Full of hyperkinetic energy, the latest record from Born Ruffians is full of festival chorus-worthy hooks and punchy Jangle-Pop that will bring to mind Weezer and The Pixies. The epic opener, “I Fall in Love Every Night” sets the tone with a frenzied string-laden piano-driven anthem that pretty much drives everything that is yet to come. Brilliant stuff and sorely needed when we are all in need of a mood-changer.
Chris Stapleton is not messing around with his latest record, Starting Over. Returning to the comfortable environs of RCA Studio A in Nashville with Benmonth Tench and Mike Campbell, a couple of Tom Petty’s Heartbreakers in tow, he continues to deliver his own brand of Outlaw Country blending Classic Country, Country Rock, Soul, and Americana to create a soul-soothing mix of impeccably written and produced tunes. It would be a fools-errand to cull a favorite track from this package, suffice it to say all of them are the best. The title song is great, “Devil Always Made Me Think Twice,” Waylon by way of Steve Earle, is even better, and “Whiskey Sunrise” is a mournful Country-Noir belter.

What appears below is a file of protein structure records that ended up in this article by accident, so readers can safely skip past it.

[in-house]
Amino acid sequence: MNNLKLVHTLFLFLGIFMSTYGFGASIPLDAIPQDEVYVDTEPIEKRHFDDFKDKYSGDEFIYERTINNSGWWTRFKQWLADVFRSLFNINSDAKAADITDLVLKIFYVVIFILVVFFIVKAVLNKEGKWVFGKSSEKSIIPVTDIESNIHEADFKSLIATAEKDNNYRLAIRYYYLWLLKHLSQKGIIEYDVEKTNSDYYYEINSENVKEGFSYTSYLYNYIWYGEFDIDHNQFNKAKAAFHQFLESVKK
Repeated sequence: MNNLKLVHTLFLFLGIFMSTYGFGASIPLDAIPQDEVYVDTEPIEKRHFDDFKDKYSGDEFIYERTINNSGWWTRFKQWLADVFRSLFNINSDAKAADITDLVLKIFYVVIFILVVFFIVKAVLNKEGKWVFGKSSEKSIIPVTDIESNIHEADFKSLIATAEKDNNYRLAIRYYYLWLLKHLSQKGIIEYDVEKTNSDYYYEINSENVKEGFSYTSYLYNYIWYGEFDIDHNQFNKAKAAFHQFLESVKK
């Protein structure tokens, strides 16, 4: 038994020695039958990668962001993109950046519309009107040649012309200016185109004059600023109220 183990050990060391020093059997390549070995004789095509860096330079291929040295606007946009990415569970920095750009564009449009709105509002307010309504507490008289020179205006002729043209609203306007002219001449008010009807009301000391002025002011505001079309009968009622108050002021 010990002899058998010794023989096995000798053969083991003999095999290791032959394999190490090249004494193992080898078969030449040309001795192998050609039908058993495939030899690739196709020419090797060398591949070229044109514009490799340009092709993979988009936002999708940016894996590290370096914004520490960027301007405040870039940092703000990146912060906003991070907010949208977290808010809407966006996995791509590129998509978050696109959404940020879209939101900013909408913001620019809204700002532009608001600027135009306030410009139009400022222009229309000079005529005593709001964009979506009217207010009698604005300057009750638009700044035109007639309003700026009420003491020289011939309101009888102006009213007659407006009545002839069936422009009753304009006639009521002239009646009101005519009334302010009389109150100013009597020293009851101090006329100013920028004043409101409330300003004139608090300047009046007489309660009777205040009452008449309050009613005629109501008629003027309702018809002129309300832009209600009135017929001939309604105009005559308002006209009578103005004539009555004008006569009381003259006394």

Proving in full measure that he can step out from The Marcus King Band and show that he is no guitar whiz one-trick pony, Marcus King shows his songwriting chops and his ability to deliver roots-based melodic masterpieces. Blues and Southern Soul is the order of the day and the top of the mark backing band provided by producer Dan Auerbach and his team at Easy Eye Sound is ‘Wrecking Crew’ worthy. What this record lacks in King’s trademark guitar-shredding is more than made up with the emotional depth and heartfelt vintage soul of an artist that will be on our radar for many years to come.